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Thursday, August 19, 2010

Alzheimer's Caregiver Help -- Dial 2-1-1 (Part Two of Series)


In many states, dialing “211” provides individuals and families in need with a shortcut through what may be a bewildering maze of health and human service agencies’ phone numbers. By simply dialing 211, those in need of assistance are referred, and sometimes connected, to appropriate agencies and community organizations.
By Bob DeMarco
Alzheimer's Reading Room

Earlier today I posted -- Alzheimer's Caregiver Help -- Local Area Agency on Aging (Part One of Series)

Thanks to those of you that took the time to call your Local Area Agency on Aging. The comments and feedback are below the article cited above.

I have not yet had the time to call our local agency --Area Agency on Aging of Palm Beach/Treasure Coast. I will do that as soon as I can and write about my experience.


Here is another idea that some of you might try if it is available in your location.

Dial 2-1-1. Like 9-1-1 but with the 2.

Maybe some of you can dial 2-1-1 if you have the time and let us know if the service is valuable in your area. I would be interested in learning more about the service.

Here is what I wrote in a previous article on Dial 2-1-1.

I know from personal experience the overwhelming feeling of stress that comes with a diagnosis of dementia or Alzheimer's. Never having experienced dementia, in any way, I just didn't know where to turn or what to do. To make matters worse, my mother lived more than 1000 miles away from me. It took me almost a year to get my feet on the ground.

Here is the link to discover if 211 is available to you. Go here and put in your zip code or city to determine if the service is available to you.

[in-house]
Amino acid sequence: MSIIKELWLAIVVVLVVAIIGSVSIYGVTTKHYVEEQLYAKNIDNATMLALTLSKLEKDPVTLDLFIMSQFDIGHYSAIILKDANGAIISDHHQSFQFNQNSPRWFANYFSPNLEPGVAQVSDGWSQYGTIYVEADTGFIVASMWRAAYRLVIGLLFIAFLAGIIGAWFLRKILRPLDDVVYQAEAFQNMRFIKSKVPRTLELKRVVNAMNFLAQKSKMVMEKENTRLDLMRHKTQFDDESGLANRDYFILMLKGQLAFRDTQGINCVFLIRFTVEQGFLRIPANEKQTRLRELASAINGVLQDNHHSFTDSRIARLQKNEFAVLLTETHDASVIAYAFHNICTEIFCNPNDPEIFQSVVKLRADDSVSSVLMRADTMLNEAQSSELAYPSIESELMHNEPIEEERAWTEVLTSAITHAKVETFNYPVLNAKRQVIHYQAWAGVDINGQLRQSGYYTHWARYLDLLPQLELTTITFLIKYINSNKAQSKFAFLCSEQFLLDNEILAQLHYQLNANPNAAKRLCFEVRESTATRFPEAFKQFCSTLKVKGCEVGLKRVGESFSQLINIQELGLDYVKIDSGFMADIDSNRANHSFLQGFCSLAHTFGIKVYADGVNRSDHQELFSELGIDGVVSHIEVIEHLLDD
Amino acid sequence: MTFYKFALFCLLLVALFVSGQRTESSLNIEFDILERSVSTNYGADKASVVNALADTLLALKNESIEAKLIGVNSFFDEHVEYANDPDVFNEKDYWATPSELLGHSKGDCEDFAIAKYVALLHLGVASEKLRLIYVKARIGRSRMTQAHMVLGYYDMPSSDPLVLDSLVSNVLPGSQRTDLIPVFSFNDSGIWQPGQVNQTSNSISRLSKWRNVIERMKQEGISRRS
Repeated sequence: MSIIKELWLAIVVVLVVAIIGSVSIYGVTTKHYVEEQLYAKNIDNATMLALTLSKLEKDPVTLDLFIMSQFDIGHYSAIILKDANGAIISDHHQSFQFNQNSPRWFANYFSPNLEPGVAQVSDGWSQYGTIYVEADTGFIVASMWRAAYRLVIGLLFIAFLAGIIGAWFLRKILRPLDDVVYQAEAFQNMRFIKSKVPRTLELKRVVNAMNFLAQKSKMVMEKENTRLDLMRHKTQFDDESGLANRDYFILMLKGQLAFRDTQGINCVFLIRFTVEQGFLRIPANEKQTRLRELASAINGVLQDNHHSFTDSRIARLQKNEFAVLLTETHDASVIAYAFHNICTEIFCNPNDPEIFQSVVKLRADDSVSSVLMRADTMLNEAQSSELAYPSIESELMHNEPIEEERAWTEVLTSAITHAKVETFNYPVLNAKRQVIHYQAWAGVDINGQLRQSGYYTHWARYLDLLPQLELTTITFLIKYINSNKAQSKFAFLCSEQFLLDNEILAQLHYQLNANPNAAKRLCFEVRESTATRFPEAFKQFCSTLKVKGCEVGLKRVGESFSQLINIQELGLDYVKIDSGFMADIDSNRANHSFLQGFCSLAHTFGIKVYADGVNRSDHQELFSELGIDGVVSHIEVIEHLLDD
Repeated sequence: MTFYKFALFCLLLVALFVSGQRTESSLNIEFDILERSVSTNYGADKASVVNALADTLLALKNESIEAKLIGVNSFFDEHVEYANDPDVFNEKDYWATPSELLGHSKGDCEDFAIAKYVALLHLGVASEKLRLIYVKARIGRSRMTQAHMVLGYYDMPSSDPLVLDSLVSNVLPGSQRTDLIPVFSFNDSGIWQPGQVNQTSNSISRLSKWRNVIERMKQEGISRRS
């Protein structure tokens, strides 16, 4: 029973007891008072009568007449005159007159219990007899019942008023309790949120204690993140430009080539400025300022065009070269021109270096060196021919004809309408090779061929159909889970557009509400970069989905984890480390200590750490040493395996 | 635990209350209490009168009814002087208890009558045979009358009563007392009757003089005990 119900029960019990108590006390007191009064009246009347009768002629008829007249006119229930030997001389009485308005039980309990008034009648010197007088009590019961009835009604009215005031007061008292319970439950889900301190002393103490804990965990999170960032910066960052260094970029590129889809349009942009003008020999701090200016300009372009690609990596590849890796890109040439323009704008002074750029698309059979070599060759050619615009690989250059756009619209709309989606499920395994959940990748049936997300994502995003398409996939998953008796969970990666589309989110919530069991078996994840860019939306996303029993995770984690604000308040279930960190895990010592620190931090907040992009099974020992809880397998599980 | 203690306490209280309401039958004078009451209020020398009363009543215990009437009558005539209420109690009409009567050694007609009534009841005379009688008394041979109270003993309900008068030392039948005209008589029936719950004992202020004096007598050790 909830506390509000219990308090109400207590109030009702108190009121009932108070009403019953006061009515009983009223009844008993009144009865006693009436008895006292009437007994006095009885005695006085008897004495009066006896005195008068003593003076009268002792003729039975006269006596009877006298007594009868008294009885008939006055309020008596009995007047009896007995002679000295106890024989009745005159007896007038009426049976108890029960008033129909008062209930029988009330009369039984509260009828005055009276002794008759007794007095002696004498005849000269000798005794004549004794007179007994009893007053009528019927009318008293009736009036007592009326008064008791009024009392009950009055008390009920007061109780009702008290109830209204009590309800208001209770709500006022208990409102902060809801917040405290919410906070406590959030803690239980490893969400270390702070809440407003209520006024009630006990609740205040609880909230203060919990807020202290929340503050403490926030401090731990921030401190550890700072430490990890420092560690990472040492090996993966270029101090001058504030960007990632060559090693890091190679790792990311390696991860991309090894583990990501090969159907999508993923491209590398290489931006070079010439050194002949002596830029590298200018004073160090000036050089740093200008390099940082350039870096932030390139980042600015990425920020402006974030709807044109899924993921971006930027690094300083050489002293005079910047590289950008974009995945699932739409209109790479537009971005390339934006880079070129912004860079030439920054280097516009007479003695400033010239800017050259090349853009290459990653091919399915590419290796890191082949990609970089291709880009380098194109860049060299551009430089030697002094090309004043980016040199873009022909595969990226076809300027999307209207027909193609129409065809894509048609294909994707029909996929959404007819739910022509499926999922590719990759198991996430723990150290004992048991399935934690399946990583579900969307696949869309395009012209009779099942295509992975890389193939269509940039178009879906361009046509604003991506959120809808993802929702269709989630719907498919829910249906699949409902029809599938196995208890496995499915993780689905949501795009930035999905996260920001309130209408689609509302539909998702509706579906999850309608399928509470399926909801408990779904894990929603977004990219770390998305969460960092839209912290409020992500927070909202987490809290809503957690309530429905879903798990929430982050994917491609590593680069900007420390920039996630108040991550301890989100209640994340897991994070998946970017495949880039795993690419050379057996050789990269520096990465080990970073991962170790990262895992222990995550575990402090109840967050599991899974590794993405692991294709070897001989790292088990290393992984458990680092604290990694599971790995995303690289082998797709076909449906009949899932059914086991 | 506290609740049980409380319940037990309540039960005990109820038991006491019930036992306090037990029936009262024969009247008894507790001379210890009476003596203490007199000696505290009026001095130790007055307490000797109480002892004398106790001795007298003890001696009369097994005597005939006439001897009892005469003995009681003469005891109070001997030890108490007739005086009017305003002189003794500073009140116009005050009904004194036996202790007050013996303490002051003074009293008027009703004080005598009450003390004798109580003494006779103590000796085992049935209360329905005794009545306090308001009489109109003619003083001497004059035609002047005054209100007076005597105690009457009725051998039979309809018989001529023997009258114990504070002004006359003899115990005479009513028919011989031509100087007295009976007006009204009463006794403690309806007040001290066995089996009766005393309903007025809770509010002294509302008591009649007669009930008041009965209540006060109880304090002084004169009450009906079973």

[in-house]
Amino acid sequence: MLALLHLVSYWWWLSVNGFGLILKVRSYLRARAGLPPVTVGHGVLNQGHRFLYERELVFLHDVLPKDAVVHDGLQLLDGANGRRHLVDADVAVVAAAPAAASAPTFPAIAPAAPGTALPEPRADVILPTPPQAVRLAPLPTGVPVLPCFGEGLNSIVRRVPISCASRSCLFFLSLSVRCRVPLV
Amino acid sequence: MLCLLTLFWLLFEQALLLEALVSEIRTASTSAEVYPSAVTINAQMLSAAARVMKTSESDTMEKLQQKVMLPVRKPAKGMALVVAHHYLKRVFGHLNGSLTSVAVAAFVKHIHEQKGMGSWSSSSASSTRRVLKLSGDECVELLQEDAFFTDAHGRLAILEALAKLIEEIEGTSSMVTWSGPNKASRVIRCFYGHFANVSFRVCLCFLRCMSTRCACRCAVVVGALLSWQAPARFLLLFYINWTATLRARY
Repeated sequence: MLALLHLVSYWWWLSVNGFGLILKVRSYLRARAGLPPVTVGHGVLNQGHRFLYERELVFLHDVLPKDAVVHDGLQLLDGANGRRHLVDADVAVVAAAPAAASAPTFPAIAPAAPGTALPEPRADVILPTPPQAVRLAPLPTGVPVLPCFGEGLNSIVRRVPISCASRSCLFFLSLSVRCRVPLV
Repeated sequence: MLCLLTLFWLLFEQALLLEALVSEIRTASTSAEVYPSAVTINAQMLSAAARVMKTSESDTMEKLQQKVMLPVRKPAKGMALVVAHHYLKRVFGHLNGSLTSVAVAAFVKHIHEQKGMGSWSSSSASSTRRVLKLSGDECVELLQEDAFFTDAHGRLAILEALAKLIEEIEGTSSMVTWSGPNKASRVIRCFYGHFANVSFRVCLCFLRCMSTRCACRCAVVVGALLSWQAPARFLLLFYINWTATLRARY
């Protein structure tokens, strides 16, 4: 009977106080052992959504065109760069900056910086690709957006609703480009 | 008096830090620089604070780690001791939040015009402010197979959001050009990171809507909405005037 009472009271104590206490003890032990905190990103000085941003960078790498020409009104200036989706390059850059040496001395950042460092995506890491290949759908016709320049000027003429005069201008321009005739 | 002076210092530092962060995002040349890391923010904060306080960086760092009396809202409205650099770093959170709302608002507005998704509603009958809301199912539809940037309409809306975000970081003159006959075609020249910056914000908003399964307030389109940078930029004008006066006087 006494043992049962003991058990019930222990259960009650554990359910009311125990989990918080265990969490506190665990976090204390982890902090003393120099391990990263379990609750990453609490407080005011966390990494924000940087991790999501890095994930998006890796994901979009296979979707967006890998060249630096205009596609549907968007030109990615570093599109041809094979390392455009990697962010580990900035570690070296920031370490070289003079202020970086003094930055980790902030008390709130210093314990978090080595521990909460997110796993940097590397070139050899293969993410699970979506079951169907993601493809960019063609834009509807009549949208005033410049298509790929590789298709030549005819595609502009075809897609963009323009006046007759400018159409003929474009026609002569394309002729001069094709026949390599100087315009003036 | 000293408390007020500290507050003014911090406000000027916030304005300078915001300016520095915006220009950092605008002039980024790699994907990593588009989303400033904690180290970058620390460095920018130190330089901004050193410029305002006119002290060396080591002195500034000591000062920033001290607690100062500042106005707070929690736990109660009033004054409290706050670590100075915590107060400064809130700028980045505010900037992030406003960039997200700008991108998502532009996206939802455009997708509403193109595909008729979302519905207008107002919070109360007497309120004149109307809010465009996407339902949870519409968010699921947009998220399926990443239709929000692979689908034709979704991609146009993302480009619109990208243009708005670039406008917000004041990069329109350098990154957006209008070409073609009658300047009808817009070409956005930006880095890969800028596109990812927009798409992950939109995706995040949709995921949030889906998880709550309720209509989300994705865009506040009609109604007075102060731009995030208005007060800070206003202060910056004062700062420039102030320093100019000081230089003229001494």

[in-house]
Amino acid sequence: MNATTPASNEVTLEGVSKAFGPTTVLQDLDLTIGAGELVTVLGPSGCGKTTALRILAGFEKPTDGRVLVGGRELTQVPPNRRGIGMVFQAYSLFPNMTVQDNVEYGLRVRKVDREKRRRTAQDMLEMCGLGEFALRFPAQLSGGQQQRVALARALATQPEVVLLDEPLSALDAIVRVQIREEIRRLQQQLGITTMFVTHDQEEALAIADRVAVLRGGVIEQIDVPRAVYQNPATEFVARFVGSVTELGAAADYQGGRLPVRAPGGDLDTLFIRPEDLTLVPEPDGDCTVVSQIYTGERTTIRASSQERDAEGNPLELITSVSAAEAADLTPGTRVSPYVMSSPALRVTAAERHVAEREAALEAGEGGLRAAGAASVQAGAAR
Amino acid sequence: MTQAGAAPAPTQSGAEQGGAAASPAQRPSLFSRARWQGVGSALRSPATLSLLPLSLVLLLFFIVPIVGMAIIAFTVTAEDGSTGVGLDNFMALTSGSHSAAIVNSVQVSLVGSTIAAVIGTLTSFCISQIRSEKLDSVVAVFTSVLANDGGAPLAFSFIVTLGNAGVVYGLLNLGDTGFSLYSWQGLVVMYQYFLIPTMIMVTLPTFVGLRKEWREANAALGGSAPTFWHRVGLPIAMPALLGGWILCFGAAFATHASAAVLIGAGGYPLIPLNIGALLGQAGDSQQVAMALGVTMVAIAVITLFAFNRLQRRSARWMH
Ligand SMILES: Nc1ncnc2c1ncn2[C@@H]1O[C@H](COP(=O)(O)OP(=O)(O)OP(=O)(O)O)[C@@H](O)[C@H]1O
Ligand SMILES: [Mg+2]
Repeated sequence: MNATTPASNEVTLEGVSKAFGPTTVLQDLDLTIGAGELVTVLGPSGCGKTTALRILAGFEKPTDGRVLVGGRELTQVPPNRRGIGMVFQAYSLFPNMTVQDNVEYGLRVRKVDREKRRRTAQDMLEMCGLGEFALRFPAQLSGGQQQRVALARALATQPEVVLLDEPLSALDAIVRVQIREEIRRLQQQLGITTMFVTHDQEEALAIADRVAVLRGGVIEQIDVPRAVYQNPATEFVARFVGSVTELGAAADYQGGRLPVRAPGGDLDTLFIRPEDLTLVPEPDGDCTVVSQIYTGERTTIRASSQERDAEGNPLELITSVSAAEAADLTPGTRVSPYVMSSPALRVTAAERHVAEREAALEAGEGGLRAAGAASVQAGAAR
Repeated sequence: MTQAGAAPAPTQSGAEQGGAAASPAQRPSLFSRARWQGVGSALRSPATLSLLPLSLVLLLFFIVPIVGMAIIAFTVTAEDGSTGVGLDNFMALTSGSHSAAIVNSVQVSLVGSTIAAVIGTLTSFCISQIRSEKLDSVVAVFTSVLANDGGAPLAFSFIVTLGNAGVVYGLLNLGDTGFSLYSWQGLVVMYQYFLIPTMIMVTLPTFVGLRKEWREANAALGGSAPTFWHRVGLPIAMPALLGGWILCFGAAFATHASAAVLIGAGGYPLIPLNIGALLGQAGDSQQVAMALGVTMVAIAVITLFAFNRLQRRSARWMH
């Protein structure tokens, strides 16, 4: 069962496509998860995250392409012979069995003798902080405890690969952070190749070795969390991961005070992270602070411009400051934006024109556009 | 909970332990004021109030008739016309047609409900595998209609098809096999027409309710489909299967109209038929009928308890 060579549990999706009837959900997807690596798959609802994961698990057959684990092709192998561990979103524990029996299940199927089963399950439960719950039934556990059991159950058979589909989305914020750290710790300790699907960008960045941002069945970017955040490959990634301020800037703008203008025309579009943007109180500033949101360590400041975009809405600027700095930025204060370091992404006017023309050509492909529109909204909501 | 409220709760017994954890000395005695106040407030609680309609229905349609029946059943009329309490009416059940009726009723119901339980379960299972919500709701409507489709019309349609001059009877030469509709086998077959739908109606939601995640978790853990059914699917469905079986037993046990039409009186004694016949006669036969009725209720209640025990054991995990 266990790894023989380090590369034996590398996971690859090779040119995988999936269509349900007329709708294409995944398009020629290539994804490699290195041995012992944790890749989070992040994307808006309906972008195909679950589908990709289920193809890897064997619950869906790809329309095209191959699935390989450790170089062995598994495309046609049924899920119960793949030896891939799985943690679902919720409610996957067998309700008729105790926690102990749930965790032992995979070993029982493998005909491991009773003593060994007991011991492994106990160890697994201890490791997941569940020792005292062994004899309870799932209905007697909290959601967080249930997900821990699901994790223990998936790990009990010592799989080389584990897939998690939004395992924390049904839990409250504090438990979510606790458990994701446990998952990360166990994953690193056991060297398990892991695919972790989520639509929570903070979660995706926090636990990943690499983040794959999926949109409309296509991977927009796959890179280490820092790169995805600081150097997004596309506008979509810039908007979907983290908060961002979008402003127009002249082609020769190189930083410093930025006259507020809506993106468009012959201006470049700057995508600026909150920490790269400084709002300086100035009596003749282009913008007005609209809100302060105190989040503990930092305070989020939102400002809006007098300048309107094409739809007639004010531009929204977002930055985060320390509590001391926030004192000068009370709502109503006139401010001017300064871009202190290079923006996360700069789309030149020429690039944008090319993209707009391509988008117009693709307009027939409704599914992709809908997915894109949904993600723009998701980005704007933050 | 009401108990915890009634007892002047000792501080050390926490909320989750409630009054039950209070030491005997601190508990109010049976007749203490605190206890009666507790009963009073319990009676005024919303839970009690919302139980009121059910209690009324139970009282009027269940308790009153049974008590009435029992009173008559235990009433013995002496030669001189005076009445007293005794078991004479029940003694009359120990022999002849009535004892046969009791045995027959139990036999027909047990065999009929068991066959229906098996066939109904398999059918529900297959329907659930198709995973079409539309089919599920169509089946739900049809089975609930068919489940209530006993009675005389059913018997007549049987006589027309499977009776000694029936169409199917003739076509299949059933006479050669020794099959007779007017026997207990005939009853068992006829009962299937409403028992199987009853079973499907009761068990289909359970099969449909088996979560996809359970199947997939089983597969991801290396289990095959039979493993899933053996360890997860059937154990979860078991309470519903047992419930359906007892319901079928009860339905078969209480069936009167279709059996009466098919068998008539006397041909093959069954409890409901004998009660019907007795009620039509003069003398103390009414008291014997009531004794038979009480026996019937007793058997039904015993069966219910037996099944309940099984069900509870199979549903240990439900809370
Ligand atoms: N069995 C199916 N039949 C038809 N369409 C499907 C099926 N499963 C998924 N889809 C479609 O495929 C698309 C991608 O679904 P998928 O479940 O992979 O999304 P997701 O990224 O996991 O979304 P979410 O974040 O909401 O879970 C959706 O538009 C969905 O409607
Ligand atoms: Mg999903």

In many states, dialing “211” provides individuals and families in need with a shortcut through what may be a bewildering maze of health and human service agencies’ phone numbers. By simply dialing 211, those in need of assistance are referred, and sometimes connected, to appropriate agencies and community organizations.

The 211 center’s referral specialists will ask questions to determine needs and possible sources of help.
  • Specialists can access databases of resources available from private and public health and human service agencies
  • Match the callers’ needs to available resources
  • Link or refer callers directly to an agency or organization that can help.

211 can be dialed in any health or family emergency. Much like 911, 211 can be an emergency service resource.

Available services vary widely by city and county. There may be services in your area that are very difficult to identify and find. I learned that sometimes a foundation will fund a program for seniors in a single zipcode. Services like these often help with things like cleaning, bathing, food preparation or meals, or offer relief so you can go to the store or bank. Often they provide this service free of charge. You really need to dig deep to find these services. After a year of digging and looking I identified an unknown sevice that was less than a mile away.

Once you start looking for help, dig deep, you will be wonderfully surprised when that very special person "pops-up" and gives you more information or help than you could every imagine.

When the overwhelming feelings come remember one thing -- you are not alone. I had to learn this on my own but I now know it is true.



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Bob DeMarco is the editor of the Alzheimer's Reading Room and an Alzheimer's caregiver. Bob has written more than 1,690 articles with more than 70,000 links on the Internet. Bob resides in Delray Beach, FL.

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Original content Bob DeMarco, the Alzheimer's Reading Room